The 'innate' host response protects and damages the infected urinary tract
Research output: Contribution to journal › Article
Symptoms of infection and tissue pathology are caused by the host response; not by the microbe per se. The same response is also critical for the defence and is needed to clear infection. It is therefore essential to understand how the host response is activated and to identify the critical effector mechanisms of the defence. We have studied these issues in the urinary tract infection (UTI) model. The symptoms of UTI and the host defence both rely on the so-called 'innate' immune system, making this one of the best characterized human disease models of 'innate immunity. We discuss the critical molecular events that determine whether the host response will be activated by P-fimbriated uropathogenic Escherichia coli as well as factors determining whether the patient develops acute pyelonephritis or asymptomatic bacteriuria. We will describe the glycoconjugate receptors used by the P-fimbriated bacteria adhering to host tissues, the recruitment of TLR4 co-receptors and the signalling pathways that allow progression to symptomatic disease, and discuss how these mechanisms are altered in asymptomatic carriers, presenting the possible genetic basis for unresponsiveness. We have shown that neutrophils are the critical effectors of the host defence and that neutrophil dysfunctions lead to acute pyelonephritis and renal scarring. Here we discuss the mechanisms of neutrophil-mediated, chemokine receptor (CXCR1)-dependent clearance, and the defect in interleukin-8 receptor homolog knock-out (IL-8Rh KO) mice and describe the data linking low CXCR1 expression to recurrent pyelonephritis in man, as well as the information on the genetic basis for low CXCR1 expression in affected patients. Finally, the mechanisms of renal scarring in IL8Rh KO mice will be discussed in relation to human disease. Our studies hold the promise to provide a molecular and genetic explanation for disease susceptibility in some patients with UTI and to offer more precise tools for the diagnosis and therapy of these infections.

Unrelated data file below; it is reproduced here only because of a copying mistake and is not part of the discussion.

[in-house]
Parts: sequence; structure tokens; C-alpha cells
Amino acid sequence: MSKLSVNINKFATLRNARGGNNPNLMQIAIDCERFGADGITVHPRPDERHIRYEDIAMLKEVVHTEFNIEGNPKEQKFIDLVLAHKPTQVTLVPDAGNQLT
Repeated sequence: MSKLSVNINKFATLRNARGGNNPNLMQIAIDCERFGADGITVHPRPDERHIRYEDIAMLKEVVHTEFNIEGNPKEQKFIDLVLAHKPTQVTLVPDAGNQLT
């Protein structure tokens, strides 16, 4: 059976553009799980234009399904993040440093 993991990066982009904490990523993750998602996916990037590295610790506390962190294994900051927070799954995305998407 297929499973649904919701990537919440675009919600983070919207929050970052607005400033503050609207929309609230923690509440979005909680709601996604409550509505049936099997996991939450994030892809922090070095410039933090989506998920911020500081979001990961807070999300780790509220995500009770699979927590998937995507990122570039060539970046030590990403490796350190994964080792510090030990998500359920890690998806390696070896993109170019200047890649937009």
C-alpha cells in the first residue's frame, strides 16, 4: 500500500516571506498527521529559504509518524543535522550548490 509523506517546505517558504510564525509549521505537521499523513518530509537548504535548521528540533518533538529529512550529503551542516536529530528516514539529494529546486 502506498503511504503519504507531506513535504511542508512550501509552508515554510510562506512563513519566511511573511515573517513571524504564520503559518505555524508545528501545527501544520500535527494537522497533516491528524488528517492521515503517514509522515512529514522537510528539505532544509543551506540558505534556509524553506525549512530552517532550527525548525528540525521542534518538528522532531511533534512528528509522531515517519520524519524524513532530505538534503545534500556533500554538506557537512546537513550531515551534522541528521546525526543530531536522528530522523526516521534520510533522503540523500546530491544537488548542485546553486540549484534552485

|Research areas and keywords||
Subject classification (UKÄ) – MANDATORY
|Journal||Annals of Medicine|
|Publication status||Published - 2001|